Paralympic Swimmer Mallory Weggemann Empowers Athletes and Wheelchair Users to Embrace Motherhood

It’s a common misconception that people with disabilities cannot be loving and capable parents. And Weggemann’s journey serves as a powerful example of it and helps to raise awareness and break down barriers for individuals with disabilities who wish to pursue parenthood. The Paralympic swimmer’s message is clear: motherhood and a successful athletic career are not mutually exclusive. Let’s hear her story.

When it comes to motherhood, Mallory Weggemann has strong views.

Prior to her first swim in the national championships, Weggemann, 33, placed a hand on her belly and felt her baby kick. She then saw her husband and parents in the Mecklenburg County Aquatic Center, and, as she has done many times before in her career with 3 Paralympic Games and 5 medals (including 3 gold ones), she began to race.

“I knew it was less about the race and more about what the race and what doing it would stand for,” Weggemann stated after her morning swim. “Just showcasing what women are capable of and what individuals with disabilities are capable of.”

The couple hasn’t had an easy time getting to this point.

Weggemann, 33, and her husband, Jay Snyder, went through a lengthy IVF journey while managing Snyder’s infertility and Weggemann’s Paralympic swimming career. But they were honest about their difficulties with fans and followers throughout it all. “Jay was adamant that we have the conversation around it,” Weggemann says. “Society needed to see a couple who said, ’Actually, it’s the non-disabled spouse that has the fertility struggles.’”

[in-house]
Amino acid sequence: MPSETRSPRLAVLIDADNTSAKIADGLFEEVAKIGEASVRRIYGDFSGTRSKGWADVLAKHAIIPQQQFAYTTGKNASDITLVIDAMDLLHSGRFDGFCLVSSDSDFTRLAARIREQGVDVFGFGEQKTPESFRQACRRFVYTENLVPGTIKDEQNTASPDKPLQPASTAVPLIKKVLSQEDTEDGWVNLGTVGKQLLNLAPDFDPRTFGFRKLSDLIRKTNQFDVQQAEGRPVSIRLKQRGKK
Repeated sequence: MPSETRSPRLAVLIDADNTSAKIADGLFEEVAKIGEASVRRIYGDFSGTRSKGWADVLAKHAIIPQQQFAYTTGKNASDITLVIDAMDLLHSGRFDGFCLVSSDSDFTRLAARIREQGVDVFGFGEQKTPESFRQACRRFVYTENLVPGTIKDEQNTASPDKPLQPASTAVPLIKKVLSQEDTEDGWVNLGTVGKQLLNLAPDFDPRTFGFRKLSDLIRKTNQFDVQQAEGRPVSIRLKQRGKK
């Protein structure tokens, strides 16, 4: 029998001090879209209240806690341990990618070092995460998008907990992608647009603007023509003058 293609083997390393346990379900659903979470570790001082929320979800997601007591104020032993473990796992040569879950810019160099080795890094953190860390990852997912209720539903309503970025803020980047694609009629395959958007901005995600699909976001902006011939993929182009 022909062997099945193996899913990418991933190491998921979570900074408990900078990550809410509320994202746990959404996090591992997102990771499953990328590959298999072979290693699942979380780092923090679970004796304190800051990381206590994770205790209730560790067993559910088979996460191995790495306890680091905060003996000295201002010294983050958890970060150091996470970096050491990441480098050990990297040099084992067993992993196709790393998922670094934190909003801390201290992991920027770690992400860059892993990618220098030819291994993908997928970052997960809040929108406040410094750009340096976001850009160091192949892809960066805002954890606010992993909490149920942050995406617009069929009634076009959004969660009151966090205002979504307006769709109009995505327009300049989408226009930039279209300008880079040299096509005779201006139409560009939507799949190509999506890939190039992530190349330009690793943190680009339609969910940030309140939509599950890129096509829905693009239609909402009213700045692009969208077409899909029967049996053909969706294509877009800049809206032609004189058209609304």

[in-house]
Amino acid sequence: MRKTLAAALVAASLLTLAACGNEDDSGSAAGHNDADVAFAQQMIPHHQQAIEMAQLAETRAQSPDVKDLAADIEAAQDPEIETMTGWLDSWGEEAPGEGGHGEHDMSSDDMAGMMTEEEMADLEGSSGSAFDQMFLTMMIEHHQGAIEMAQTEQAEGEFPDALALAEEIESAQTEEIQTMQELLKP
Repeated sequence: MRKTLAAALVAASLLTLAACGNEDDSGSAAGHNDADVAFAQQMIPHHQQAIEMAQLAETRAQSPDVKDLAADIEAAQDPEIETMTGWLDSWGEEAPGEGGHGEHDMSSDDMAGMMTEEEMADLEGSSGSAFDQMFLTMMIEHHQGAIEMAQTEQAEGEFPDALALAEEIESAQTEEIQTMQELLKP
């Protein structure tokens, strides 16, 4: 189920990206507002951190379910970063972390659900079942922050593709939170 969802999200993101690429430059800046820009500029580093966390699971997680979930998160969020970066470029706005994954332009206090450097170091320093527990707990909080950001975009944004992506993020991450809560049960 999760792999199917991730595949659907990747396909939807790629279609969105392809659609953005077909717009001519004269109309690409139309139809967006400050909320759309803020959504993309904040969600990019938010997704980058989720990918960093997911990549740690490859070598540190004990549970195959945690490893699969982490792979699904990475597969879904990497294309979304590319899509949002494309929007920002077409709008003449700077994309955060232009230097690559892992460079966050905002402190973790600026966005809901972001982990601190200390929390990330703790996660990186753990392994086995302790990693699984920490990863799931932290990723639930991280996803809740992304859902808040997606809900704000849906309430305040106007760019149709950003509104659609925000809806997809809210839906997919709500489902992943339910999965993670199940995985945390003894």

After multiple surgeries, over 440 injections, 2 stimulation cycles, and a failed transfer, Weggemann and Snyder announced in August that their second egg transfer was successful, and they were expecting a baby in March 2023! Their joy was heightened due to their earlier loss in April when their first transfer failed. The future mom-to-be shared, “We have faced a heartbreak we never knew possible.”

It’s unfortunate that some individuals in society hold negative attitudes toward people with disabilities having children. The 33-week-pregnant mom said she has heard questions like, “What type of mother could you be?” or “Is that fair for your child to have to deal with?” They also say that if she wants to be a mama, she should adopt a kid. However, Weggemann had no plans to act as others expected.

Since then, the gold medalist has been publicly documenting her pregnancy.

Weggemann is using her platform to raise awareness and encourage other female athletes and people with disabilities to see motherhood as a possibility for them as well. She wants to break down societal barriers and prove that being a mother and having a successful career is achievable for everyone. And one mustn’t be sacrificed for another to live.

She embraces all the physical changes that come along with pregnancy.

Weggemann views pregnancy and motherhood as opportunities for growth, both physically and emotionally. In her Instagram post, she left a heartfelt message to everyone by sharing her wish: “Today I celebrate the pride I carry for being a woman with a disability, and I am filled with more purpose than ever before as my husband and I prepare to welcome our first child, one who has no idea their mommy is ’different,’ but only knows my love.”

When talking about her disability, Weggemann clearly states that she sees her condition as a part of her identity, saying, “While not all defining, it is a part of the fabric of her being. My disability is something to be celebrated, not pitied.”

The lovely couple is going to be parents in just a few weeks.

Being a parent with a disability can present unique challenges, and it’s important for families to be prepared for them. Talking about it, the future mommy said that they aren’t just preparing for how to become first-time parents, the couple is also preparing for how they will talk to their child about disabilities.


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